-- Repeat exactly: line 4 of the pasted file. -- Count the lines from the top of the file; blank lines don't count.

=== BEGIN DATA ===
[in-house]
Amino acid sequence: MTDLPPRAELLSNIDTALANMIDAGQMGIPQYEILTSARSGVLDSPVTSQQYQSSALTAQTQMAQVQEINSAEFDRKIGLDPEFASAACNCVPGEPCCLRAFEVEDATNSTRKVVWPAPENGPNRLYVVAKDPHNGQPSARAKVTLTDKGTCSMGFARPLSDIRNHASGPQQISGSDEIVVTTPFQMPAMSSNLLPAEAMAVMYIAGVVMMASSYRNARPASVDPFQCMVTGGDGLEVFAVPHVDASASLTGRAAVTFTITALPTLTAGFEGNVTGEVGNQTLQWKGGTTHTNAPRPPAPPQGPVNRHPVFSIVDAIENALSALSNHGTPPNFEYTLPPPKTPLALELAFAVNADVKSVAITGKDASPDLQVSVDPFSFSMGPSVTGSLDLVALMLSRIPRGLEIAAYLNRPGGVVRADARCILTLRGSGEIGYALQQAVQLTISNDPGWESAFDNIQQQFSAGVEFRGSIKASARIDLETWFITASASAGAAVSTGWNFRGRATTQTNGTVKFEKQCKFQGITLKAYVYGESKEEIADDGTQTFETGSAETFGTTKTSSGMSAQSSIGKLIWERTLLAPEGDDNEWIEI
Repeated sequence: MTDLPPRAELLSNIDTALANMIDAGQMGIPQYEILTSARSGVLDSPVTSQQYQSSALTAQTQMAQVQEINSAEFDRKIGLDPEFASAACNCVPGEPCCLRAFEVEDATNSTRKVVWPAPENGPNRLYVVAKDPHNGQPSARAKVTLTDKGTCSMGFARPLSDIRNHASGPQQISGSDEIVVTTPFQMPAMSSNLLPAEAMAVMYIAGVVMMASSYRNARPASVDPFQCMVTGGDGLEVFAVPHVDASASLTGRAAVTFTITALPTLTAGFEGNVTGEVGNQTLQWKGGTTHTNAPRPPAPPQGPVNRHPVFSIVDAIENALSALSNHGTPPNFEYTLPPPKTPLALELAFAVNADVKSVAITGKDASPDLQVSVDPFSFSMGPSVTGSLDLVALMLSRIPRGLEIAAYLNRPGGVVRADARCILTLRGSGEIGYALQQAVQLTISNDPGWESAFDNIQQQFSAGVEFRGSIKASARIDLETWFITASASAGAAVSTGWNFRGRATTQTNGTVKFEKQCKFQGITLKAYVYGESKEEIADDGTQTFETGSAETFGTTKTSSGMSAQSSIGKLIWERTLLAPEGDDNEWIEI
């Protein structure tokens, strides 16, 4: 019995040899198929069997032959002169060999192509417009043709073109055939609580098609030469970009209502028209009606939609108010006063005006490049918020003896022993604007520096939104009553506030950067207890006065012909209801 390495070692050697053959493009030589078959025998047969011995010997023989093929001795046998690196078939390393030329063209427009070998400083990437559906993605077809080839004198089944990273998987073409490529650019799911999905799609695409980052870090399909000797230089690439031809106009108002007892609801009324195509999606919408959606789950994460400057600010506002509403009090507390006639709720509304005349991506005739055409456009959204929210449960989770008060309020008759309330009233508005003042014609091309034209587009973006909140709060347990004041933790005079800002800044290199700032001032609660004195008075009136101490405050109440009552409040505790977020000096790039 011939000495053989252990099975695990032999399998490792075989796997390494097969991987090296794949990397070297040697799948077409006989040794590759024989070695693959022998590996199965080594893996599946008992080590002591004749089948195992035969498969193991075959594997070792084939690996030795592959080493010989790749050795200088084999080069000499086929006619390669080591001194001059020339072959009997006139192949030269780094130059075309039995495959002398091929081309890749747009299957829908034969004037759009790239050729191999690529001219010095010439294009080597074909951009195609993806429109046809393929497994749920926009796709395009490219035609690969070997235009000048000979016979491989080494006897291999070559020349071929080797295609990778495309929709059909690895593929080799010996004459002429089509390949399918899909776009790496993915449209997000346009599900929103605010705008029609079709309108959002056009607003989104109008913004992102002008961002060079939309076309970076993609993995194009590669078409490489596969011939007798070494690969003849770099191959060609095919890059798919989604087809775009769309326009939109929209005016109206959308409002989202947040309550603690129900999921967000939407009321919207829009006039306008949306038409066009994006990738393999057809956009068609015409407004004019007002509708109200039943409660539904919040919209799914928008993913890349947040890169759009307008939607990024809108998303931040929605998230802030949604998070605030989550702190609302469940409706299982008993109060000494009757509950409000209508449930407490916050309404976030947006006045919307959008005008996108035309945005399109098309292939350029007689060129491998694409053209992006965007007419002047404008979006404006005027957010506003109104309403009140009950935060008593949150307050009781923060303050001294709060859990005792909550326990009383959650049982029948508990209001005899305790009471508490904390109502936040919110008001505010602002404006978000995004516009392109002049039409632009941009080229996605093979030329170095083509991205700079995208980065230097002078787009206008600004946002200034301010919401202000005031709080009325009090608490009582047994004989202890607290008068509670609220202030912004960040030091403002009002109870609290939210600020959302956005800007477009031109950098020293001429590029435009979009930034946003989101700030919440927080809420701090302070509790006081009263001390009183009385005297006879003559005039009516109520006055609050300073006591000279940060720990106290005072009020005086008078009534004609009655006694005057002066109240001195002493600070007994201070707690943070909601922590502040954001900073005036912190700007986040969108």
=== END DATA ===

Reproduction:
């Protein structure tokens, strides 16, 4: 019995040899198929069997032959002169060999192509417009043709073109055939609580098609030469970009209502028209009606939609108010006063005006490049918020003896022993604007520096939104009553506030950067207890006065012909209801 390495070692050697053959493009030589078959025998047969011995010997023989093929001795046998690196078939390393030329063209427009070998400083990437559906993605077809080839004198089944990273998987073409490529650019799911999905799609695409980052870090399909000797230089690439031809106009108002007892609801009324195509999606919408959606789950994460400057600010506002509403009090507390006639709720509304005349991506005739055409456009959204929210449960989770008060309020008759309330009233508005003042014609091309034209587009973006909140709060347990004041933790005079800002800044290199700032001032609660004195008075009136101490405050109440009552409040505790977020000096790039 011939000495053989252990099975695990032999399998490792075989796997390494097969991987090296794949990397070297040697799948077409006989040794590759024989070695693959022998590996199965080594893996599946008992080590002591004749089948195992035969498969193991075959594997070792084939690996030795592959080493010989790749050795200088084999080069000499086929006619390669080591001194001059020339072959009997006139192949030269780094130059075309039995495959002398091929081309890749747009299957829908034969004037759009790239050729191999690529001219010095010439294009080597074909951009195609993806429109046809393929497994749920926009796709395009490219035609690969070997235009000048000979016979491989080494006897291999070559020349071929080797295609990778495309929709059909690895593929080799010996004459002429089509390949399918899909776009790496993915449209997000346009599900929103605010705008029609079709309108959002056009607003989104109008913004992102002008961002060079939309076309970076993609993995194009590669078409490489596969011939007798070494690969003849770099191959060609095919890059798919989604087809775009769309326009939109929209005016109206959308409002989202947040309550603690129900999921967000939407009321919207829009006039306008949306038409066009994006990738393999057809956009068609015409407004004019007002509708109200039943409660539904919040919209799914928008993913890349947040890169759009307008939607990024809108998303931040929605998230802030949604998070605030989550702190609302469940409706299982008993109060000494009757509950409000209508449930407490916050309404976030947006006045919307959008005008996108035309945005399109098309292939350029007689060129491998694409053209992006965007007419002047404008979006404006005027957010506003109104309403009140009950935060008593949150307050009781923060303050001294709060859990005792909550326990009383959650049982029948508990209001005899305790009471508490904390109502936040919110008001505010602002404006978000995004516009392109002049039409632009941009080229996605093979030329170095083509991205700079995208980065230097002078787009206008600004946002200034301010919401202000005031709080009325009090608490009582047994004989202890607290008068509670609220202030912004960040030091403002009002109870609290939210600020959302956005800007477009031109950098020293001429590029435009979009930034946003989101700030919440927080809420701090302070509790006081009263001390009183009385005297006879003559005039009516109520006055609050300073006591000279940060720990106290005072009020005086008078009534004609009655006694005057002066109240001195002493600070007994201070707690943070909601922590502040954001900073005036912190700007986040969108």